He agreed to do an e-interview for Randumblog about the book's release. I am excited about the chance to interview a writer who has authored over 175 books. Please feel free to share this article with others so we can get the word out about this amazing book.
Nate: Good morning Jerry. Thank you for agreeing to do this e-interview. I know you are a busy man so I will keep it brief. In fact this may be your first interview in a while that does not mention the sweeping success of the Left Behind series. Oops, I guess I just blew that one. The Brotherhood is coming out on February 1st and I must say I am excited. What inspired you to do a cop drama?
Jerry: As the son of a police chief and the brother of two cops, I was raised in the milieu and always fascinated by it. I love police thrillers and cop shows on TV. And in a previous life (in the sixties) I actually worked three cases as an undercover drug buyer--a narc. Believe me, writing is an easier way to make a living. Plus, I set this story in Chicago, where I lived for 35 years, so this was sort of a labor of love.
Nate: This is the first book that has actually moved me to tears and I am not just talking about the sniffles. I had to stop reading it for the rest of the day. Were you going for tears when you decided to take the story in a painful direction?
Jerry: I teach that if there are no tears in the writer, there will be no tears in the reader. It's only fair that you cried while reading, as I cried while writing. I wasn't necessarily "going" for tears; I was just telling a story that happened to move me.
Nate: The story's main character Boone Drake is very easy to relate to. Is he based off of anyone you know?
Jerry: My characters are always composites of people I know. I might use one person's name, another's gender, another's hair, another's voice, etc. And I have lots of cops in my extended family, so their personalities, histories, and even elements of their cases find their way into the story.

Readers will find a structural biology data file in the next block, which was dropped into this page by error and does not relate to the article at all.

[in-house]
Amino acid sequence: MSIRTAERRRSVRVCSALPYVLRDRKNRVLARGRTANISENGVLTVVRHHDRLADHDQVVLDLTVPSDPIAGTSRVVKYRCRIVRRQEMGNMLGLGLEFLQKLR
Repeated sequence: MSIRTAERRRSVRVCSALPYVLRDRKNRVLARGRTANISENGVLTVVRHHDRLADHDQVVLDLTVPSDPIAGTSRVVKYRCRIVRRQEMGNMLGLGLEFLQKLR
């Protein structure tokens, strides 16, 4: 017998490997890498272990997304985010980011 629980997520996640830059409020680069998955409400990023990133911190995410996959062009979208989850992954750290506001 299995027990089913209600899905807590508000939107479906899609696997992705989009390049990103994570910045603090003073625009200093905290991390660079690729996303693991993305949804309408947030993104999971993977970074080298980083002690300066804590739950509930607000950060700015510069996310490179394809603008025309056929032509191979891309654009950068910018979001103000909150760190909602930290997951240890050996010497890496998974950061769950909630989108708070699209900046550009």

Nate: The plot involves police drama, loss, and even the mafia. I have always been a fan of mafia movies. How much research did you have to do on Chicago's seedy underworld?
Jerry: Yes, I always do lots and lots of research. And I'm still doing it, as The Brotherhood is the first of a trilogy.
Nate: The Brotherhood really handles the, 'Where's God when I'm hurting' question in a way I could understand. What would you like to see people take away from Boone Drake's experiences?
Jerry: Hopefully each reader takes a personal message from the story--whatever he or she needs at the time. As you say, where-is-God-now is a big element here, so whether the reader is going through something as deep as Boone or just the normal struggles of life, there should be something here for him or her.
Nate: Last question Jerry. I have been reading some interesting things on your Twitter account (@JerryBJenkins) about your recent trip to China. What was the single best moment of your trip?
Jerry: On the way home Dianna and I stopped in Bangkok and met our sixth grandchild, an almost-four-year-old boy named Max. Our son and daughter-in-law haven't even met him yet, though they have been in the process of adopting him for three years. It was bittersweet. He's so cute and precious, and he's happy and in a good place, but it killed us to leave him. He needs a home and family, and we pray that will happen soon.
Want more on The Brotherhood?
Check out author C.J. Darlington's interview with Jerry Jenkins
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